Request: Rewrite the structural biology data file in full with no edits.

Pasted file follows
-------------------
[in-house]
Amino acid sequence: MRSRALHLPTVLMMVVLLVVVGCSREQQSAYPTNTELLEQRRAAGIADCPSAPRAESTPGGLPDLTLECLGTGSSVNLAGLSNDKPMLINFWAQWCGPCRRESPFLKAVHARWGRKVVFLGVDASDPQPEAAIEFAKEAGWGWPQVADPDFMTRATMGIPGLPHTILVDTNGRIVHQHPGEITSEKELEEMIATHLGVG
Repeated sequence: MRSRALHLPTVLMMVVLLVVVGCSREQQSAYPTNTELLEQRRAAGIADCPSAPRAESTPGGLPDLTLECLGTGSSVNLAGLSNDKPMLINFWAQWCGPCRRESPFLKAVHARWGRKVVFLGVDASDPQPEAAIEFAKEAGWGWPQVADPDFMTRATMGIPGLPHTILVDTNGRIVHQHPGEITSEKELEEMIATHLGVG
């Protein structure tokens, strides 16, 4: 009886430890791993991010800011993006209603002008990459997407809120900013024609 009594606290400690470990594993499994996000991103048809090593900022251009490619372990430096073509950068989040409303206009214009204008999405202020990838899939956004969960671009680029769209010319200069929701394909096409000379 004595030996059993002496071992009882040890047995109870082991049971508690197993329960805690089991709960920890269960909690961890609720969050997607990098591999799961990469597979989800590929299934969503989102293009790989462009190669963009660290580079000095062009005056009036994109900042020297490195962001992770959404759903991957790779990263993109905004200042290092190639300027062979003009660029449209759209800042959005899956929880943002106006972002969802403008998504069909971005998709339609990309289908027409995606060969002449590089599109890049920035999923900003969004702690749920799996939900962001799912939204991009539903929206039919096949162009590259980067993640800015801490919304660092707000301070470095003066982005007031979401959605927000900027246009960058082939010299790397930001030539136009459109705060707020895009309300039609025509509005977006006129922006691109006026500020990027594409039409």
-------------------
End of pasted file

[in-house]
Amino acid sequence: MRSRALHLPTVLMMVVLLVVVGCSREQQSAYPTNTELLEQRRAAGIADCPSAPRAESTPGGLPDLTLECLGTGSSVNLAGLSNDKPMLINFWAQWCGPCRRESPFLKAVHARWGRKVVFLGVDASDPQPEAAIEFAKEAGWGWPQVADPDFMTRATMGIPGLPHTILVDTNGRIVHQHPGEITSEKELEEMIATHLGVG
Repeated sequence: MRSRALHLPTVLMMVVLLVVVGCSREQQSAYPTNTELLEQRRAAGIADCPSAPRAESTPGGLPDLTLECLGTGSSVNLAGLSNDKPMLINFWAQWCGPCRRESPFLKAVHARWGRKVVFLGVDASDPQPEAAIEFAKEAGWGWPQVADPDFMTRATMGIPGLPHTILVDTNGRIVHQHPGEITSEKELEEMIATHLGVG
């Protein structure tokens, strides 16, 4: 009886430890791993991010800011993006209603002008990459997407809120900013024609 009594606290400690470990594993499994996000991103048809090593900022251009490619372990430096073509950068989040409303206009214009204008999405202020990838899939956004969960671009680029769209010319200069929701394909096409000379 004595030996059993002496071992009882040890047995109870082991049971508690197993329960805690089991709960920890269960909690961890609720969050997607990098591999799961990469597979989800590929299934969503989102293009790989462009190669963009660290580079000095062009005056009036994109900042020297490195962001992770959404759903991957790779990263993109905004200042290092190639300027062979003009660029449209759209800042959005899956929880943002106006972002969802403008998504069909971005998709339609990309289908027409995606060969002449590089599109890049920035999923900003969004702690749920799996939900962001799912939204991009539903929206039919096949162009590259980067993640800015801490919304660092707000301070470095003066982005007031979401959605927000900027246009960058082939010299790397930001030539136009459109705060707020895009309300039609025509509005977006006129922006691109006026500020990027594409039409």